Accusers of capitalism: masculinity and populism on the Scottish radical left in the late twentieth century

Gibbs, E. and Scothorne, R. (2020) Accusers of capitalism: masculinity and populism on the Scottish radical left in the late twentieth century. Social History, 45(2), pp. 218-245. (doi: 10.1080/03071022.2020.1732129)

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Scotland offers a valuable case study of the ways in which a combination of transnational and national structural changes can open up national articulations of ‘hegemonic masculinity’ to subaltern contestation. During the late twentieth century, the subjection of an imagined industrial community to both global capital flows and state planning priorities produced opportunities for the re-articulation of hegemonic masculinity as a means of securing subaltern agency within a counter-movement against neoliberalism. The defiant but respectable left-wing ‘hard man’ – a signifier of collective morality and populist counter-legitimacy against state and market – was mobilized by leaders espousing an often explicitly gendered vision of respectable militancy. This article identifies three such leaders: Jimmy Reid, Jim Sillars and Tommy Sheridan. Each leader advocated resistance to market forces and the state by personally embodying a traditional masculine authority rooted in the cultural imaginary of industrial working-class communities. This article examines the parameters of Scottish left-wing populism before analysing its decline in the late twentieth century. Under devolution this populism has been displaced by a more inclusive ‘civic’ nationalism less comfortable with gendered and militant rhetoric, as the social basis of masculine left populism has been eroded.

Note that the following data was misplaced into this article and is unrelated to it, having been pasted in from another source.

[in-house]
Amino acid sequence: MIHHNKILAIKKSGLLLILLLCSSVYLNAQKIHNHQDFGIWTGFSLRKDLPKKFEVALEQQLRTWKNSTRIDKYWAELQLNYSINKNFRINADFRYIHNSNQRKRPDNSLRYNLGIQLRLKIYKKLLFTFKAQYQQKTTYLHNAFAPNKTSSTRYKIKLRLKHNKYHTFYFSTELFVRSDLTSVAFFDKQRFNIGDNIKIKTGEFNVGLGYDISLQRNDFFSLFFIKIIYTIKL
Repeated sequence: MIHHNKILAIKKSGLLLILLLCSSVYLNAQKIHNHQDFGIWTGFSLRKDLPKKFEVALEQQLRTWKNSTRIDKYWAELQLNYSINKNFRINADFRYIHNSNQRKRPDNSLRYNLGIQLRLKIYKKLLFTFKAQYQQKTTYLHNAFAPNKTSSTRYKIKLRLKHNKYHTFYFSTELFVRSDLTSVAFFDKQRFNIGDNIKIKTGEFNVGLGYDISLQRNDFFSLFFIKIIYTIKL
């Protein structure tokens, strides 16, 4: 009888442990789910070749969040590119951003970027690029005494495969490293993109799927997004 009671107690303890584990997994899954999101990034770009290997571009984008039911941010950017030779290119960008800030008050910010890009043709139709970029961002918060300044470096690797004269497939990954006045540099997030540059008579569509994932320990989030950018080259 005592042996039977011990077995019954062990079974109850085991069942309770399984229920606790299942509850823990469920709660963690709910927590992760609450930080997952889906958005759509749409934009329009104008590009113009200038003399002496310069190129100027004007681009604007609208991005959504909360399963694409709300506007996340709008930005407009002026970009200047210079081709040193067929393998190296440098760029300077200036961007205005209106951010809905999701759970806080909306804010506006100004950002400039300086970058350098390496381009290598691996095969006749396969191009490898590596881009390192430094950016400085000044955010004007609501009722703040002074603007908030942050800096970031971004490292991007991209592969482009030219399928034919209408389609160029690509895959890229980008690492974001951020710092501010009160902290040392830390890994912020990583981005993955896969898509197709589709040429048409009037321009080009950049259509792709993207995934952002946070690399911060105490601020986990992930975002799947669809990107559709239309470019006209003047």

Item Type:Articles
Glasgow Author(s) Enlighten ID:Gibbs, Dr Ewan
Authors: Gibbs, E., and Scothorne, R.
College/School:College of Social Sciences > School of Social and Political Sciences > Economic and Social History
Journal Name:Social History
Publisher:Taylor & Francis
ISSN (Online):1470-1200
Published Online:27 April 2020
Copyright Holders:Copyright © 2020 Informa UK Limited, trading as Taylor and Francis Group
First Published:First published in Social History 45(2):218-245
Publisher Policy:Reproduced in accordance with the publisher copyright policy

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